Saturday Apr 01, 2023
Lolita, the killer whale that bewitched tens and thousands with its incredible acrobatics at Miami Seaquarium, will be sent back to its natural habitat in the Pacific Northwest, CNN reported as its captors have decided to end its fifty-year-old captivity.
After it was taken from the ocean in 1970 officials disputed its origin from where it belonged.
Eventually, on Thursday, after the agreement by various parties, it was decided that Lolita — also known as Tokitae or Toki- will be returned to the ocean.
Miami Seaquarium in a statement said: "Lolita will receive the highest quality care as the team works to make relocation possible in the next 18 to 24 months."
"I know Lolita wants to get to free waters. I don’t care what anyone says. She’s lived this long to have this opportunity. And my only mission is (…) to help this whale get free," said Jim Irsay, the Indianapolis Colts owner who is helping to pay for Lolita's move.
Irsay also said that the cost of relocating it could reach eight figures.
The announcement was made at a press conference addressed by Eduardo Albor, CEO of The Dolphin Company — operating the Miami Seaquarium, Miami-Dade Mayor Daniella Levine Cava; and other members of Friends of Lolita.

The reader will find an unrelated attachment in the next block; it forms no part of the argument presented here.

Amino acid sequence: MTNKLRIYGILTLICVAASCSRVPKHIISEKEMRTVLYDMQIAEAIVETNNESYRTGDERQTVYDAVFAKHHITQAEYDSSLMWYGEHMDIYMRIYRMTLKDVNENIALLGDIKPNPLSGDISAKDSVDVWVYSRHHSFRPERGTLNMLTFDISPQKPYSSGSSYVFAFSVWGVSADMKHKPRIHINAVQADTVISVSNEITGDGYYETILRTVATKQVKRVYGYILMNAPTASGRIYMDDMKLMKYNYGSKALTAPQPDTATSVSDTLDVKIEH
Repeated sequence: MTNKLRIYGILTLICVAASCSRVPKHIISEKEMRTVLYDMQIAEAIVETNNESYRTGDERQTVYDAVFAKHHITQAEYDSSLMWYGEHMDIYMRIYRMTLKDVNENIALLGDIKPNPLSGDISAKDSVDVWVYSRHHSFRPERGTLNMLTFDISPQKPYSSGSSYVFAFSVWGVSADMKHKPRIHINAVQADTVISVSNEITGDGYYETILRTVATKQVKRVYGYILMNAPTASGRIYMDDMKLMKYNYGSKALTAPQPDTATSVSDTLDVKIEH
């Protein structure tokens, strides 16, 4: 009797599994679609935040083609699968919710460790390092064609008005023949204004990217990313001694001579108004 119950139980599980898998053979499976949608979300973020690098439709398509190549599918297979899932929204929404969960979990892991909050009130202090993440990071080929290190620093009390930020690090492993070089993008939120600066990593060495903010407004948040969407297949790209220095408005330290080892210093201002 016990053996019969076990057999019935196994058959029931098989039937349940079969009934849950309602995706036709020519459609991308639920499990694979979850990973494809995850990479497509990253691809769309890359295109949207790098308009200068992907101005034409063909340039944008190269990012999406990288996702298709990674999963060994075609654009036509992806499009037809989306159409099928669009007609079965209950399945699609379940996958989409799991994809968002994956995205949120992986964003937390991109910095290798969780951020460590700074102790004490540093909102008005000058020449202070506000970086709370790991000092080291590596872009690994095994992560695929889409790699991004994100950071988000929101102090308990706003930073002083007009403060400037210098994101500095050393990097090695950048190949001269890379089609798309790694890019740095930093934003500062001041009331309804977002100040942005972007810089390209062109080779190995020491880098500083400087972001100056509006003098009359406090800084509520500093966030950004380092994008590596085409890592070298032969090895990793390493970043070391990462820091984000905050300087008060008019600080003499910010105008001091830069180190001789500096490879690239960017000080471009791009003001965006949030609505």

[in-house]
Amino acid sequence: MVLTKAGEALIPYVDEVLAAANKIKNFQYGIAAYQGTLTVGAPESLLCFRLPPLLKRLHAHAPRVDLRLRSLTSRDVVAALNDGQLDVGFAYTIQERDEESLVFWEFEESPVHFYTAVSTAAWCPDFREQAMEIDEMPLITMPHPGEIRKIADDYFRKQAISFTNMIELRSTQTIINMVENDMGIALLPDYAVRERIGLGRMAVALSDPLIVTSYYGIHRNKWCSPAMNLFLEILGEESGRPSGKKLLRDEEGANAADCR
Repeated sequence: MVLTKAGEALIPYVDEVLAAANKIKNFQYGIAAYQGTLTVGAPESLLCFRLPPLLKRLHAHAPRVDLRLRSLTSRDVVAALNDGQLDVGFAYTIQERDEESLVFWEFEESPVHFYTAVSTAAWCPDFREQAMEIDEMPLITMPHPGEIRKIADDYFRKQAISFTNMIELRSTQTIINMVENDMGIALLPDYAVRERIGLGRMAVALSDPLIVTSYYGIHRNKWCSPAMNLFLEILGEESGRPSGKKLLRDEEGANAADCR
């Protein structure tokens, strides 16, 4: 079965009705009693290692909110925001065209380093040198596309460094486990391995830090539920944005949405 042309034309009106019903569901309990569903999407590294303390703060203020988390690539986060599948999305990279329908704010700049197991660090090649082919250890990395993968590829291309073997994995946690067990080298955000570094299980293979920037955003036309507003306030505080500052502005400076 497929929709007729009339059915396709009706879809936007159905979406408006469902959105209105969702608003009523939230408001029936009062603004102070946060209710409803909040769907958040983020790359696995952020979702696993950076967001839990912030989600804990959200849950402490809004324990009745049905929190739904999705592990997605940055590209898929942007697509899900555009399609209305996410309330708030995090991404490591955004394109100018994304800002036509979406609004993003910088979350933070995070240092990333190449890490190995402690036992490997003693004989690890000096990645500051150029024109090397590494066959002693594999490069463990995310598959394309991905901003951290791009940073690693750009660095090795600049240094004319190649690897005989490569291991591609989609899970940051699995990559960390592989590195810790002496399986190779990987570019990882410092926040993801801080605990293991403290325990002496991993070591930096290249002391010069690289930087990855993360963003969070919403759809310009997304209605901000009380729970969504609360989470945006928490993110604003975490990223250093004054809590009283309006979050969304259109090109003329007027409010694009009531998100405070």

According to Miami Seaquarium, the killer whale was 57 years old.
The orca's tank is 80- feet long and 35 feet wide and it remains in it as it has not performed for a year.
The life expectancy of the orca is up to 90 years and it weighs up to 11 tons and can grow up to 32 feet, according to National Oceanic and Atmospheric Administration.
Its 95-year-old mother is also believed to be alive in the ocean.
According to CNN, the natural sea area for Lolita release has been identified where its family still swims.
Charles Vinick, the executive director of the Whale Sanctuary Project said that “[There's] the opportunity for her to acoustically connect with her family, without a doubt. So, acoustically, yes, and potentially physically over time.”
The whale will be housed in a natural sea pen in Washington state and will remain under monitoring and observation where it will be taught to hunt for its prey.
“That hopefully will lead to eventually her getting out of the gate, getting free, getting with her pod,” Jim Irsay said.
“We’re here because we all care deeply about the health and well-being of this beautiful creature, and I’m very happy to be here for this historic announcement to begin the process to return Toki to her home waters,” the mayor said. “So many have worked prayed and hoped for this result for many, many years. The most important thing is Toki's long-term well-being and together, guided by the experts, we’ll continue to do what is best for her.”
Miami Seaquarium was acquired by the Dolphin Company after the dispute over Lolita.
CEO Albor said in the press conference while recalling a visit with her daughter at the seaquarium that his commitment began then when her daughter got upset about its captivity.
“This is beyond Lolita. She is going to become a symbol.”